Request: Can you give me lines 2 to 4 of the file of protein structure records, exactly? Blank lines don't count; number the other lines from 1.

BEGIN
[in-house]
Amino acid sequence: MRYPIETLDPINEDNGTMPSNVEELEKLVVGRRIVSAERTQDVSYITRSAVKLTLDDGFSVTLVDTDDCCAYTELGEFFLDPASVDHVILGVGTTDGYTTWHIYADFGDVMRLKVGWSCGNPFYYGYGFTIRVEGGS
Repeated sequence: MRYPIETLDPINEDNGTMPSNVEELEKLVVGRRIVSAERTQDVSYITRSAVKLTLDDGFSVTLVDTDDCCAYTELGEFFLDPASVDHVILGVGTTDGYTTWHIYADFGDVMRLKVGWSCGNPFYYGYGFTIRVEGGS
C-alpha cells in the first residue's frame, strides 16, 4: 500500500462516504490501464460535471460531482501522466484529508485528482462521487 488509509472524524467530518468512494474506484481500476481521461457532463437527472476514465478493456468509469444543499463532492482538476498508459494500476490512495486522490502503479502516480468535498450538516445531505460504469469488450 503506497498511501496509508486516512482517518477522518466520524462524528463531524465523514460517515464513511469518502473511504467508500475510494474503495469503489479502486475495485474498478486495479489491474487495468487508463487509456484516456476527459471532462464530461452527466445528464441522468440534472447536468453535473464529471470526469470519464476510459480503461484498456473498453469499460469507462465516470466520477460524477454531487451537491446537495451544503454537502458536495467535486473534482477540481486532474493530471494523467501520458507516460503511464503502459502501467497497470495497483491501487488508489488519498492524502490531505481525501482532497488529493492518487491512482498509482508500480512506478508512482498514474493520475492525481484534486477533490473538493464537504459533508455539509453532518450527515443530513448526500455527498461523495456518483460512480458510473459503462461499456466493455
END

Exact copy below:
Amino acid sequence: MRYPIETLDPINEDNGTMPSNVEELEKLVVGRRIVSAERTQDVSYITRSAVKLTLDDGFSVTLVDTDDCCAYTELGEFFLDPASVDHVILGVGTTDGYTTWHIYADFGDVMRLKVGWSCGNPFYYGYGFTIRVEGGS
Repeated sequence: MRYPIETLDPINEDNGTMPSNVEELEKLVVGRRIVSAERTQDVSYITRSAVKLTLDDGFSVTLVDTDDCCAYTELGEFFLDPASVDHVILGVGTTDGYTTWHIYADFGDVMRLKVGWSCGNPFYYGYGFTIRVEGGS
C-alpha cells in the first residue's frame, strides 16, 4: 500500500462516504490501464460535471460531482501522466484529508485528482462521487 488509509472524524467530518468512494474506484481500476481521461457532463437527472476514465478493456468509469444543499463532492482538476498508459494500476490512495486522490502503479502516480468535498450538516445531505460504469469488450 503506497498511501496509508486516512482517518477522518466520524462524528463531524465523514460517515464513511469518502473511504467508500475510494474503495469503489479502486475495485474498478486495479489491474487495468487508463487509456484516456476527459471532462464530461452527466445528464441522468440534472447536468453535473464529471470526469470519464476510459480503461484498456473498453469499460469507462465516470466520477460524477454531487451537491446537495451544503454537502458536495467535486473534482477540481486532474493530471494523467501520458507516460503511464503502459502501467497497470495497483491501487488508489488519498492524502490531505481525501482532497488529493492518487491512482498509482508500480512506478508512482498514474493520475492525481484534486477533490473538493464537504459533508455539509453532518450527515443530513448526500455527498461523495456518483460512480458510473459503462461499456466493455